Tilapia

Tilapia

Tilapia

At a glance

Eco-rating Mercury Omega-3s
+-Tilapia (Ecuador)
Best
Low

MORE ABOUT TILAPIA

Most tilapia sold in the U.S. is imported from Latin America and Asia, where fish are raised in outdoor freshwater farms. In Ecuador, tilapia are grown at low densities alongside shrimp to reduce water pollution. The result is less disease and chemical use.

+-Tilapia (U.S.)
Best
Low

 

MORE ABOUT TILAPIA

Most tilapia in the U.S. market are one of three species: blue, Mozambique and Nile.

In many of the developing countries where tilapia is raised, farming practices are less environmentally friendly than in the U.S. Since tilapia are not native to these areas, severe ecological damage can occur if tilapia escape to the wild. They can out-compete native species and greatly reduce aquatic vegetation.

In the U.S., tilapia are raised in closed tank systems, where the risk of escape is greatly minimized. Tilapia are fed mostly vegetable-based diets, and farming operations produce little water pollution.

 

+-Tilapia (China/Taiwan)
OK
Low

MORE ABOUT TILAPIA

Most tilapia sold in the U.S. is imported from Latin America and Asia, where fish are raised in outdoor freshwater farms. In China and Taiwan, problems with escaped fish and water pollution have been greatly reduced, however chemical use is still a concern

+-Tilapia (Mozambique)
Unrated
Low

 

MORE ABOUT TILAPIA

Most tilapia in the U.S. market are one of three species: blue, Mozambique and Nile.

In many of the developing countries where tilapia is raised, farming practices are less environmentally friendly than in the U.S. Since tilapia are not native to these areas, severe ecological damage can occur if tilapia escape to the wild. They can out-compete native species and greatly reduce aquatic vegetation.

In the U.S., tilapia are raised in closed tank systems, where the risk of escape is greatly minimized. Tilapia are fed mostly vegetable-based diets, and farming operations produce little water pollution.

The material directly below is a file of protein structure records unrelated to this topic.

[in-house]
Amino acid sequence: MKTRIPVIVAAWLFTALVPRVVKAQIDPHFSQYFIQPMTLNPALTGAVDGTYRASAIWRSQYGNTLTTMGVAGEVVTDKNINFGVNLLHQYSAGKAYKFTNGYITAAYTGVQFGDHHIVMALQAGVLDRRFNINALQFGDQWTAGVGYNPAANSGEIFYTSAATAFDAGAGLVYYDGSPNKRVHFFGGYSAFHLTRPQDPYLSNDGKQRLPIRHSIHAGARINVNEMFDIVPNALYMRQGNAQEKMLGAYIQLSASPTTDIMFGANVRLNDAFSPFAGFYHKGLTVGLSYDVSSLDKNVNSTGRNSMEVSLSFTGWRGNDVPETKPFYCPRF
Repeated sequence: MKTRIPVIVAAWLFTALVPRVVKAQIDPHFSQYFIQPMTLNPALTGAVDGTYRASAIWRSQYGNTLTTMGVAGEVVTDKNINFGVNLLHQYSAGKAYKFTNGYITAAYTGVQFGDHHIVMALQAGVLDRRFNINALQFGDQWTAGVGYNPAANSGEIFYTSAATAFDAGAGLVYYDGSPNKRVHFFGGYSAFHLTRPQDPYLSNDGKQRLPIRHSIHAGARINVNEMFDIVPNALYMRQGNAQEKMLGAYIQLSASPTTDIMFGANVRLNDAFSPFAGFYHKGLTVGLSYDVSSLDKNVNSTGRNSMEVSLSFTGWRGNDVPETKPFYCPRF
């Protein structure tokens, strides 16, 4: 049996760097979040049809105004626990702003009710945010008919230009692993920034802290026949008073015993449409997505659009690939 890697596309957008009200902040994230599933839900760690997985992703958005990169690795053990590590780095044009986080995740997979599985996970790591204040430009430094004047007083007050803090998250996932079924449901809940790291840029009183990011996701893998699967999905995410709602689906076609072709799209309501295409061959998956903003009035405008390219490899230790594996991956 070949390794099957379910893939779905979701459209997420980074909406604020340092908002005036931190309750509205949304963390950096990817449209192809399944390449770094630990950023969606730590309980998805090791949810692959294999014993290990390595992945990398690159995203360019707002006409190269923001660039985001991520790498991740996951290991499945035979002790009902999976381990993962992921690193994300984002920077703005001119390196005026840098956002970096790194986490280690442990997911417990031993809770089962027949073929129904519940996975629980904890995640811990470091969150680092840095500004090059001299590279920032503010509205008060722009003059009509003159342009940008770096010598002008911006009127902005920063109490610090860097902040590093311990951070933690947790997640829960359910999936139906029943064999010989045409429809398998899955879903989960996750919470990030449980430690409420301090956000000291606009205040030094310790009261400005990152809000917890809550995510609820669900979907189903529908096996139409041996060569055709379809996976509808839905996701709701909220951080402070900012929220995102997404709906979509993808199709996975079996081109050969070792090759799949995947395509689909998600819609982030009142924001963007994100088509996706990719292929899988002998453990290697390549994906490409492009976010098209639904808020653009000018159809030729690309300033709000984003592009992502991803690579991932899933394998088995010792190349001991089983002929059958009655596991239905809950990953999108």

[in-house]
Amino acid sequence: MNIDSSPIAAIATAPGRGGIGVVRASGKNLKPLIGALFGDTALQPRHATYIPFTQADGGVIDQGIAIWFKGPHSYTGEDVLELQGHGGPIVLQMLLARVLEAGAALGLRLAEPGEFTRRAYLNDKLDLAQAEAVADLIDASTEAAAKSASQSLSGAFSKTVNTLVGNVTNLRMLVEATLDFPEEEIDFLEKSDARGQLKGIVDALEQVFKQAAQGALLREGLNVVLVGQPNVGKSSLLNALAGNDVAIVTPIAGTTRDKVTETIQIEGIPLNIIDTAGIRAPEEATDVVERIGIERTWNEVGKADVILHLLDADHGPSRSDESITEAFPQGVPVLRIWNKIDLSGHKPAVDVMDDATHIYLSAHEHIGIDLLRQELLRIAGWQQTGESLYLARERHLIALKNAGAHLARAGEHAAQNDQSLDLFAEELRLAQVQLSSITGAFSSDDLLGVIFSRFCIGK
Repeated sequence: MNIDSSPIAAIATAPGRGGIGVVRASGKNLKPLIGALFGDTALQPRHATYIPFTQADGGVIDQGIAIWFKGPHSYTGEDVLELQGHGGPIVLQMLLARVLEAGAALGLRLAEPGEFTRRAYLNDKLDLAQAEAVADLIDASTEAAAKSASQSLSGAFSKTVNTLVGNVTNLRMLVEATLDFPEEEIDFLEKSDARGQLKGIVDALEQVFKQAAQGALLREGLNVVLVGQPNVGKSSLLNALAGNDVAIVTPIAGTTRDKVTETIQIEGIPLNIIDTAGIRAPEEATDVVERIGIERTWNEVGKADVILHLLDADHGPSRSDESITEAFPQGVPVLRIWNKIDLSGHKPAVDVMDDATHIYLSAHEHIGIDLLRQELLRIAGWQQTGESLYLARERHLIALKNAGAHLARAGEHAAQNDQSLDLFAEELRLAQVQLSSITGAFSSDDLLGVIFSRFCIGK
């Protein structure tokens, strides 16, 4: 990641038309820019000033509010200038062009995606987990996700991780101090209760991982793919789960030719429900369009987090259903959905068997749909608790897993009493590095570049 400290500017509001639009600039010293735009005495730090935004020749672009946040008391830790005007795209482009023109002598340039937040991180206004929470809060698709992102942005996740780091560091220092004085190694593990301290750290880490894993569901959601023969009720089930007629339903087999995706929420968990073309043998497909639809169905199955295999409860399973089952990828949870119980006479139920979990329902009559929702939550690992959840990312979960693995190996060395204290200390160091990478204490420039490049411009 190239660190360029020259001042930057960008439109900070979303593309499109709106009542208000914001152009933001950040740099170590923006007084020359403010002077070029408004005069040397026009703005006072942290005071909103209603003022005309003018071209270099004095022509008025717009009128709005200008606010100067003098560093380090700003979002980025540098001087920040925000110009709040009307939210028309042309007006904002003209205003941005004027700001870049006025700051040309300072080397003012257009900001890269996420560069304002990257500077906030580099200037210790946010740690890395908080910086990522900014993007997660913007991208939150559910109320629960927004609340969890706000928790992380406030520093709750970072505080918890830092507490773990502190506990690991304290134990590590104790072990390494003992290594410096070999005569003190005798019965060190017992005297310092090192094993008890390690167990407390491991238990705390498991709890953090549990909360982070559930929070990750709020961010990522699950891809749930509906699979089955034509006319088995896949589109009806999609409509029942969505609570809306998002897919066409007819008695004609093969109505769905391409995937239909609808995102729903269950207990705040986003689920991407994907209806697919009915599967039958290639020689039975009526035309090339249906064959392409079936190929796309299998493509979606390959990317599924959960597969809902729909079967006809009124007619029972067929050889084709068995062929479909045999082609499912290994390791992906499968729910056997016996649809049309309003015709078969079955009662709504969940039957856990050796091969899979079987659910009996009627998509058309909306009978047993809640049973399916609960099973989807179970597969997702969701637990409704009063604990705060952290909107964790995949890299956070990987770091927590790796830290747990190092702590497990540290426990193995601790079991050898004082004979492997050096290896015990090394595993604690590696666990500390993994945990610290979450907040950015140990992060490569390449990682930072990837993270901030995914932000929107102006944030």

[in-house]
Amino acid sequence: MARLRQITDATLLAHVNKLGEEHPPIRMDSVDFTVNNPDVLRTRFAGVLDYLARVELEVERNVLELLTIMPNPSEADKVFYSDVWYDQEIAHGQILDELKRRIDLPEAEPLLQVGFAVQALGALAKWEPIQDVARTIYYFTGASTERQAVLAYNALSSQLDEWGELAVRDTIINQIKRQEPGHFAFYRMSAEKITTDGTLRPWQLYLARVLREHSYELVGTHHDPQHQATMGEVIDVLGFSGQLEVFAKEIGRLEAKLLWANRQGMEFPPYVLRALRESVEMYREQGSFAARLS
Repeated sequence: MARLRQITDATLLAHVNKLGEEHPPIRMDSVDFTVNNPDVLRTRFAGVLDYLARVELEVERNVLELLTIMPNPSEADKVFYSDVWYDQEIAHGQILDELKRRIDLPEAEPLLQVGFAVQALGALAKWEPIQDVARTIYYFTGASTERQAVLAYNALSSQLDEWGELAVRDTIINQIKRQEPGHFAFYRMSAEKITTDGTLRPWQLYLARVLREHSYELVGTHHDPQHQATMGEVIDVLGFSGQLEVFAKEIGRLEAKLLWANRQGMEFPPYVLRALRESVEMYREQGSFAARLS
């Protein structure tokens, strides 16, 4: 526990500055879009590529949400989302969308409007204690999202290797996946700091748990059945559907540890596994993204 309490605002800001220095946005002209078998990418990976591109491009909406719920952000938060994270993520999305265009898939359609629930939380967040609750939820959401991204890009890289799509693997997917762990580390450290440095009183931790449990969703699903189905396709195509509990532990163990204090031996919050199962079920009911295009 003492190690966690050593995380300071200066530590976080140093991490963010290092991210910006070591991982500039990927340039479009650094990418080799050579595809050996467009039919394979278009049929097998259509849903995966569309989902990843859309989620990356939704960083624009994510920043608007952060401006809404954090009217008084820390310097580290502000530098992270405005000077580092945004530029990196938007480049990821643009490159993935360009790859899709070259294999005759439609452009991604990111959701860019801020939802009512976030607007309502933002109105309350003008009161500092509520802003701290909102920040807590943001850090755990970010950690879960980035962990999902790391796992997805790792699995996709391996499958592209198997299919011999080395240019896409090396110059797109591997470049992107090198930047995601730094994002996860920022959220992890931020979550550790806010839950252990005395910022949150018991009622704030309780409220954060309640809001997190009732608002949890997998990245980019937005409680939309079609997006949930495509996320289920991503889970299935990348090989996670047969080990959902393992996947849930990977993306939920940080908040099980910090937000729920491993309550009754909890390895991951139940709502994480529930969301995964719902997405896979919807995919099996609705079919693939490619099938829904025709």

+-Tilapia (Nile)
Unrated
Low

 

MORE ABOUT TILAPIA

Most tilapia in the U.S. market are one of three species: blue, Mozambique and Nile.

In many of the developing countries where tilapia is raised, farming practices are less environmentally friendly than in the U.S. Since tilapia are not native to these areas, severe ecological damage can occur if tilapia escape to the wild. They can out-compete native species and greatly reduce aquatic vegetation.

In the U.S., tilapia are raised in closed tank systems, where the risk of escape is greatly minimized. Tilapia are fed mostly vegetable-based diets, and farming operations produce little water pollution.

 

+-Blue tilapia
Unrated
Low

 

MORE ABOUT TILAPIA

Most tilapia in the U.S. market are one of three species: blue, Mozambique and Nile.

In many of the developing countries where tilapia is raised, farming practices are less environmentally friendly than in the U.S. Since tilapia are not native to these areas, severe ecological damage can occur if tilapia escape to the wild. They can out-compete native species and greatly reduce aquatic vegetation.

In the U.S., tilapia are raised in closed tank systems, where the risk of escape is greatly minimized. Tilapia are fed mostly vegetable-based diets, and farming operations produce little water pollution.

 

Recommended servings per month

Contaminant Men Women Kids 6-12 Kids 0-5
Tilapia (Mozambique) Mercury 4+ 4+ 4+ 4+
Tilapia (Nile) Mercury 4+ 4+ 4+ 4+
Tilapia (China/Taiwan) Mercury 4+ 4+ 4+ 4+
Tilapia (Ecuador) Mercury 4+ 4+ 4+ 4+
Tilapia (U.S.) Mercury 4+ 4+ 4+ 4+
Blue tilapia Mercury 4+ 4+ 4+ 4+
Eco details: 

In the U.S., tilapia are grown in closed tank systems, where escapes and pollution can be closely managed.

However, most tilapia sold in the U.S. is imported from Latin America and Asia, where fish are raised in outdoor freshwater farms.

In Ecuador, tilapia are grown at low densities alongside shrimp to reduce water pollution. The result is less disease and chemical use.

In China and Taiwan, problems with escaped fish and water pollution have been greatly reduced, however chemical use is still a concern